Travel technology giant Amadeus is best-known for helping airlines distribute their airfares to travel agencies. However, its newer software services for travel suppliers are growing overall about three times as fast. It looks like 2019 will be the year the newer software services gain nearly equal weight with the classic distributor business in their contributions to the company.

On Thursday, Amadeus reported full-year 2018 revenues of $5.61 billion (€4.93 billion), a rise of 6.4 percent year-over-year. That figure includes the transaction costs and revenue gains related to its buying hotel solutions provider TravelClick last year.

Excluding TravelClick, Amadeus generated $5.53 billion (€4.85 billion) in revenue.
Of that, the company’s information technology business unit, called IT Solutions, generated $2.1 billion (€1.85 billion) in revenue, or 38 percent of total revenue.

The software solutions unit is expected to grow so fast in 2019 — including with the help of TravelClick being added — that it will account for 45 percent of the company’s revenue, according to a forecast by analysts for investment bank Berenberg. That would represent a jump of six basis points, year-over-year, in the size of the IT Solutions unit as a contributor to revenue.

What’s more, 2019 is likely to be the year that IT Solutions contributes at least half of Amadeus’s earnings for the first time.

In 2018, IT Solutions contributed 48 percent to the company’s earnings — before deducting for some company-wide corporate technology and administrative costs. In other words, the company’s IT Solutions unit was more lucrative than the classic distribution business.

Software solutions to travel suppliers is often more lucrative than airline distribution because hosting an airline’s, or a hotel’s, tech stack is more mission-critical for the travel supplier than the traditional distribution business, analysts at Berenberg point out. Once an airline or hotel company chooses a software provider, it is often hesitant to change afterward. A system overhaul can feel comparable to open-heart surgery. So suppliers are willing to pay a premium.

The complexity of the work also raises barriers to entry from outside competitor tech companies.

Amadeus already enjoyed high margins from its distribution business. Its group-wide profit before income taxes last year was $1.5 billion (€1.36 billion), a 7 percent year-over-year rise. As a company based in Madrid, it doesn’t report net income the way many U.S. companies do.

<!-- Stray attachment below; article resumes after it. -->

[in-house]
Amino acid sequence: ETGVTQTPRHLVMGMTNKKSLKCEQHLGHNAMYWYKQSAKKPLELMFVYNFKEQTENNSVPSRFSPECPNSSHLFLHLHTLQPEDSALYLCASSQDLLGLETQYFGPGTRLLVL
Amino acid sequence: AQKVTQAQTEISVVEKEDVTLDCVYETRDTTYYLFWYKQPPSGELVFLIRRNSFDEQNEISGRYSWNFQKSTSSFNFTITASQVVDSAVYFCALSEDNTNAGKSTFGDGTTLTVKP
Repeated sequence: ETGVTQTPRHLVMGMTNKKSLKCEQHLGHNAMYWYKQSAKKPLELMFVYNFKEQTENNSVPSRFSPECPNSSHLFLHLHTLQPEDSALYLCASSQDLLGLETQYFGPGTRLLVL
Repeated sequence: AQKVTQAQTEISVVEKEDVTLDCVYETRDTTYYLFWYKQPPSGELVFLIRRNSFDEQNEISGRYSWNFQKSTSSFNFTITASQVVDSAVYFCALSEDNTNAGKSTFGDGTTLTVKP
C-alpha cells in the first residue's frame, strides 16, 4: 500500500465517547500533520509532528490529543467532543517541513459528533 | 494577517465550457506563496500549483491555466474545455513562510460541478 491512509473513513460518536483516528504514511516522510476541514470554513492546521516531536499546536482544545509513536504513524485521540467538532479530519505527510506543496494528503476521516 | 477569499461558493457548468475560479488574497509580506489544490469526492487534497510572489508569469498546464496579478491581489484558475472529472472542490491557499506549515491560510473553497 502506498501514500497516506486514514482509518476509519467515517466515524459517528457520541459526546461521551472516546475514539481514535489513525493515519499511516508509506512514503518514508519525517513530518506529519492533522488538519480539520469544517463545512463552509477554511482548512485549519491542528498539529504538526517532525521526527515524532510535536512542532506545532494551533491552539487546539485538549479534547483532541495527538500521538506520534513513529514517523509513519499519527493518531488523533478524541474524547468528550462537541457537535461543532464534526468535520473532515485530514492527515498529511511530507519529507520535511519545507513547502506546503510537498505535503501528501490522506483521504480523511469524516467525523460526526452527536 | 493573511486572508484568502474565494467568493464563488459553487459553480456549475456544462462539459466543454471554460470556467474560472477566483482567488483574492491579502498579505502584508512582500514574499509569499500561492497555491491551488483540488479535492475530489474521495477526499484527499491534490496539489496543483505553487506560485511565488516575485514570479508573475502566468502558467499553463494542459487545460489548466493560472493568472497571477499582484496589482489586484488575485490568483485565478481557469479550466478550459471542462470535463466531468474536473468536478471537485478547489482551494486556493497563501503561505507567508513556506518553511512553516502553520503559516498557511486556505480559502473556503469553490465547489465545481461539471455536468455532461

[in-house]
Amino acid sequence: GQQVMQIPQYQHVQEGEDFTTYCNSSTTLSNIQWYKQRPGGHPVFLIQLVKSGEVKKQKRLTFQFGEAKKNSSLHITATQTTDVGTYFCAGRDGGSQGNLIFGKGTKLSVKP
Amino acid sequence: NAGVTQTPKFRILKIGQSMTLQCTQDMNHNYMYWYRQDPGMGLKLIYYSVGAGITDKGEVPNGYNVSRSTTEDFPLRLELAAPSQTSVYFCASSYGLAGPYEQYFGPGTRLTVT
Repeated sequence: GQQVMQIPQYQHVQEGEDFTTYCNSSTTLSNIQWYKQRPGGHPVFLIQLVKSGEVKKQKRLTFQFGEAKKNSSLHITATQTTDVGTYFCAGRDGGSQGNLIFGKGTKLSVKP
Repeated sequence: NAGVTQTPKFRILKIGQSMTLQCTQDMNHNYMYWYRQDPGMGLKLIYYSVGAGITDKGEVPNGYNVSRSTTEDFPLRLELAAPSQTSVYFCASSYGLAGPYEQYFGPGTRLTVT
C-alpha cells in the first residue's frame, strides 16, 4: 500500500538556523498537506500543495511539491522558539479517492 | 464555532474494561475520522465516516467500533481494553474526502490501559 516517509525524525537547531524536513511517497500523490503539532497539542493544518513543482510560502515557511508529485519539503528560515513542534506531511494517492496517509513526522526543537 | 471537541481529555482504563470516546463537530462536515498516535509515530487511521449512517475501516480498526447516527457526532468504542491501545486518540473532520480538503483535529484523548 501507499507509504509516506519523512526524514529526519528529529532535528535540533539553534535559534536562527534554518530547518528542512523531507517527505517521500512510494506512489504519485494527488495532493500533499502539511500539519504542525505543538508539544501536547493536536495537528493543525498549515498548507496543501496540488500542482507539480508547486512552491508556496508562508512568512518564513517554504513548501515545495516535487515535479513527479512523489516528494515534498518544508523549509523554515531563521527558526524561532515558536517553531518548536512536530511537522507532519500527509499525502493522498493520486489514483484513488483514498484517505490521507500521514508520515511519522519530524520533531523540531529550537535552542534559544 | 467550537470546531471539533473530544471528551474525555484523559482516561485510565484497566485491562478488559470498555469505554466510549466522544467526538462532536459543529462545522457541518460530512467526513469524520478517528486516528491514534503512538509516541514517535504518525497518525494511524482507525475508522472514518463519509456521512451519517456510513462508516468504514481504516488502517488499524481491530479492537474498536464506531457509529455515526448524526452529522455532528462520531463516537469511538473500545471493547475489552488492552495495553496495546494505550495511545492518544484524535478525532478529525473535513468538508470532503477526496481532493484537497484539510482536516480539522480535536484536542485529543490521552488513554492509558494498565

Yellow Flags to Watch

The company’s IT business does face market rivals. For example, Amadeus competes with various vendors to provide information technology to airlines for end-to-end operations. Common components include a reservation system, an inventory system, and a departure control system.

Yet Amadeus is the largest of the few companies that offer services used by the majority of large airlines. Amadeus leads in usage by large carriers, followed by Sabre and Travelsky. Together they account for two-thirds of the passenger service systems used by commercial airlines.

Dozens of tech vendors, including HP and SITA, also provide systems. Plus, Emirates and Delta are airlines that offer some of their systems to other carriers, too.

Amadeus doesn’t have a perfect record. In 2017, Amadeus’s Altea passenger service system had “a network issue” that caused check-in delays for airlines at several airports including London’s Gatwick, Paris’s Charles de Gaulle, and Melbourne (Tullamarine) Airport. So its growth depends on quality control.

Amadeus wants to expand its small sales of airport information technology services.

On an earnings call with analysts on Thursday, president and CEO Luis Maroto implied that his team has recently been evaluating whether Amadeus should acquire a tech company to speed up growth.

However, Maroto said they didn’t have a deal “in the pipeline.”

Today only 115 airport operators and 34 airlines use its airport information technology tools, and many of those only use one of the tools in its portfolio.

The company’s hotel business continues to grow. In late 2018, Amadeus finished the rollout of a guest reservation system for InterContinental Hotels Group, which is now live at more than 5,600 properties across 15 brands. However, the company has not signed a contract for a similar software migration for another major hotel group recently, which disappointed some investors.

Photo Credit: An overhead view of Madrid's international airport, near the headquarters of Amadeus, a software firm that helps airlines with their enterprise software needs. Amadeus reported its earnings on Thursday. Amadeus